- does the reverse of gzip, that is, "gunzip myfile.txt.gz" decompresses and renames.
- creates a zip archive.
- extracts from a zip archive.
- like gzip, but does more compressing and takes longer (maybe don't use if your CPU is slow)
- does the reverse of bzip2.
For backups of file systems or parts of file systems, it is convenient to convert a directory and all its contents into a file. The tar (file format) is a standard way of doing this. The tar program has lots of complex options and can do many flexible things, so rather than explain it all, it's best to see a few examples:
- "tar cf mydir.tar mydir" creates the file mydir.tar, to be an archive of the mydir directory and all its contents.
- "tar xf mydir.tar" extracts the archive from mydir.tar.
"tar cfz mydir.tar.gz mydir" creates the compressed archive of mydir (that's what the "z" option means).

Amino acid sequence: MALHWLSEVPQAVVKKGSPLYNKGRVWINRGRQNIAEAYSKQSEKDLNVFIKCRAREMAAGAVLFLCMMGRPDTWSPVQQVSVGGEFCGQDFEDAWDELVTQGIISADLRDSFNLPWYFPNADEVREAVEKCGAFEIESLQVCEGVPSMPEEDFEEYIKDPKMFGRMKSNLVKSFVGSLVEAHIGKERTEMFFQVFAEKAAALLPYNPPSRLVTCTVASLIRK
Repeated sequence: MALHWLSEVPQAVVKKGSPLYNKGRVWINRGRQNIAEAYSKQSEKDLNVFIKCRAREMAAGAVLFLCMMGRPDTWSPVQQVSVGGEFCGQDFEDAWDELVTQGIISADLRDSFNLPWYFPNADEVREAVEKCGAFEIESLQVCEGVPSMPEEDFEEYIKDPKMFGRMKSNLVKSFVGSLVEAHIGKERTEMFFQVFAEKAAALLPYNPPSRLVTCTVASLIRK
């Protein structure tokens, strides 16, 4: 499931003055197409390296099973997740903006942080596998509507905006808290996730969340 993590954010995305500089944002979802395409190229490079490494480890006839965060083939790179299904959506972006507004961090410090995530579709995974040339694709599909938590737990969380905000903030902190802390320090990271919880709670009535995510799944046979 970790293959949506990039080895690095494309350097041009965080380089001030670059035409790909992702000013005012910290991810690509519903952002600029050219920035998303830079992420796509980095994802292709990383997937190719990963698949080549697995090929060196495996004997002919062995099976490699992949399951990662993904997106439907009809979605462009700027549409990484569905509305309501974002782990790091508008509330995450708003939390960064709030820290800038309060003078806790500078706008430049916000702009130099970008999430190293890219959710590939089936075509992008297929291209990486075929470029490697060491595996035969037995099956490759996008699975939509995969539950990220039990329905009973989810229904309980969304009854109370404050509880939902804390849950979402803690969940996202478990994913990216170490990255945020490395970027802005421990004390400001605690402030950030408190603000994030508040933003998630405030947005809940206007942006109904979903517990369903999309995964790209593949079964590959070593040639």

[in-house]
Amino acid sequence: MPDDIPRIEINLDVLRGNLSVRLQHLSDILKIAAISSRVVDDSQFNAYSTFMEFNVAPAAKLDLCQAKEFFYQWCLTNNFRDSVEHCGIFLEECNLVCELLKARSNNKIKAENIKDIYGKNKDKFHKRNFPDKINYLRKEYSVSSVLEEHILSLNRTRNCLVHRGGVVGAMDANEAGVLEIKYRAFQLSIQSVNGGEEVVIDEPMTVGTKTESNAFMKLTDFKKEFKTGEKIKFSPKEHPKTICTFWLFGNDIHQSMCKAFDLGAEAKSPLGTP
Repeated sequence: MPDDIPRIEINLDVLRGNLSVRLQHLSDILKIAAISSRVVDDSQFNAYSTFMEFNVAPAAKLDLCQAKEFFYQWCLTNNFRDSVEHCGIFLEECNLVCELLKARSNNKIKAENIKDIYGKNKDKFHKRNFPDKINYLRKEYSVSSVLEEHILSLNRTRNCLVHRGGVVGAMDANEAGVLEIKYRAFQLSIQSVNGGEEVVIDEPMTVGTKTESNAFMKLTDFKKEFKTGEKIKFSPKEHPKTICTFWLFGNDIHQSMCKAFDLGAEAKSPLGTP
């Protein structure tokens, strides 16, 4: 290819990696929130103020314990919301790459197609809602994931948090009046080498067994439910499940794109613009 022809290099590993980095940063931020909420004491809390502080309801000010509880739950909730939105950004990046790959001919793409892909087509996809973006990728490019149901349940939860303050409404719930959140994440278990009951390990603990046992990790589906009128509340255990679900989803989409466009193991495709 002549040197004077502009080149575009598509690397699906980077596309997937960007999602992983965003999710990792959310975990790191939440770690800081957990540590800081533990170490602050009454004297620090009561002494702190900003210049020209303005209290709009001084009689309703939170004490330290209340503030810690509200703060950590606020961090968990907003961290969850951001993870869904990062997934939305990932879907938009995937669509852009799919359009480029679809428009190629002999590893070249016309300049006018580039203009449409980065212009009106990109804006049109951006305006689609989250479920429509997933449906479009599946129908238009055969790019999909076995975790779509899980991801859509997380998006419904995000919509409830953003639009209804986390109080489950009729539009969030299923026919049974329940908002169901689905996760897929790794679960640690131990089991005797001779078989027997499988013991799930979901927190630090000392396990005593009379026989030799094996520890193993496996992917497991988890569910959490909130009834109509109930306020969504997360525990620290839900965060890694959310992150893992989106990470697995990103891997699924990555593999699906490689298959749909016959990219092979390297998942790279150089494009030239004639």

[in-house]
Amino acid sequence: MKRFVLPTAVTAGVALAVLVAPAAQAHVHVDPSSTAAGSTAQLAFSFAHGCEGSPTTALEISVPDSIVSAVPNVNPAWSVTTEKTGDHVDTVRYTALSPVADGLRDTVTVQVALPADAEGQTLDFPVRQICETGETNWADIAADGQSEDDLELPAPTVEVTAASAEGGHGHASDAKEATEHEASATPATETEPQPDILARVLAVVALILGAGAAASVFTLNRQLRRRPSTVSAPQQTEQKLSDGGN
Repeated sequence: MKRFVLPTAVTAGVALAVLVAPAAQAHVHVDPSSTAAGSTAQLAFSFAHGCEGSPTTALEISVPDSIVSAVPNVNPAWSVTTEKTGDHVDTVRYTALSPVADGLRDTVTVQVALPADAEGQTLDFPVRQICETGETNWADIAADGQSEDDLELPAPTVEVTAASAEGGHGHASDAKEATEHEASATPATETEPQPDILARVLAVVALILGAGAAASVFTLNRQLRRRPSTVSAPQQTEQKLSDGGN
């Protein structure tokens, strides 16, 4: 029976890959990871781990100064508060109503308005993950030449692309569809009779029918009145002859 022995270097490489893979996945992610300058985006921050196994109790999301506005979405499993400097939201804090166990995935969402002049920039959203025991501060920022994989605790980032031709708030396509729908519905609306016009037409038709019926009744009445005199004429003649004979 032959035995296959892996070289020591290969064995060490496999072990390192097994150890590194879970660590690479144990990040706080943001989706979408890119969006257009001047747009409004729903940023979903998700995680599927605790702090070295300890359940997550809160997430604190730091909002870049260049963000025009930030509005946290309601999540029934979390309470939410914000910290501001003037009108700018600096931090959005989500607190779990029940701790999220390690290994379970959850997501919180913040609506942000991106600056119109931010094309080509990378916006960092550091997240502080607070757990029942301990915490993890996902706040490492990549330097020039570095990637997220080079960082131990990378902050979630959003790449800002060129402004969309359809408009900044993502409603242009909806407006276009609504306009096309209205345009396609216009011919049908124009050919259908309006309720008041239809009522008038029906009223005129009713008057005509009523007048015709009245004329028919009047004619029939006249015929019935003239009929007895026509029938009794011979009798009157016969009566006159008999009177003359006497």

- "tar xfz mydir.tar.gz" extracts from mydir.tar.gz
- "tar tfz mydir.tar.gz" does not extract, but tells you what the compressed archive contains.
- "tar cfz vdir.tgz /tmp/mydir/subdir /tmp/foo" creates a compressed archive in vdir.tgz, containing the named directories and their contents.
"tar cf - mydir | gzip -c > mydir.tgz" does the same thing as "tar cfz mydir.tgz mydir", but instead it uses piping and redirection (for you fans of unix). This way of doing things is actually needed sometimes for embedded systems with very primitive versions of tar that do not support all of the options.
File Transfer, Remote Login
Some commands are important for embedded linux because the target operating system is built on a desktop computer (more powerful), then transferred over to the embedded machine. Here are some noteworthy commands:
- ftp or tftp
these are commands for file transfer; in modern Internet usage, they are mostly obsolete because browsers take care of the "ftp://..." type of URL, and because they offer no security. But, for setting up an embedded machine, having something lightweight and simple wins over security, at least initially.
- the secure way to transfer a file, but it does slow things down due to encryption overhead.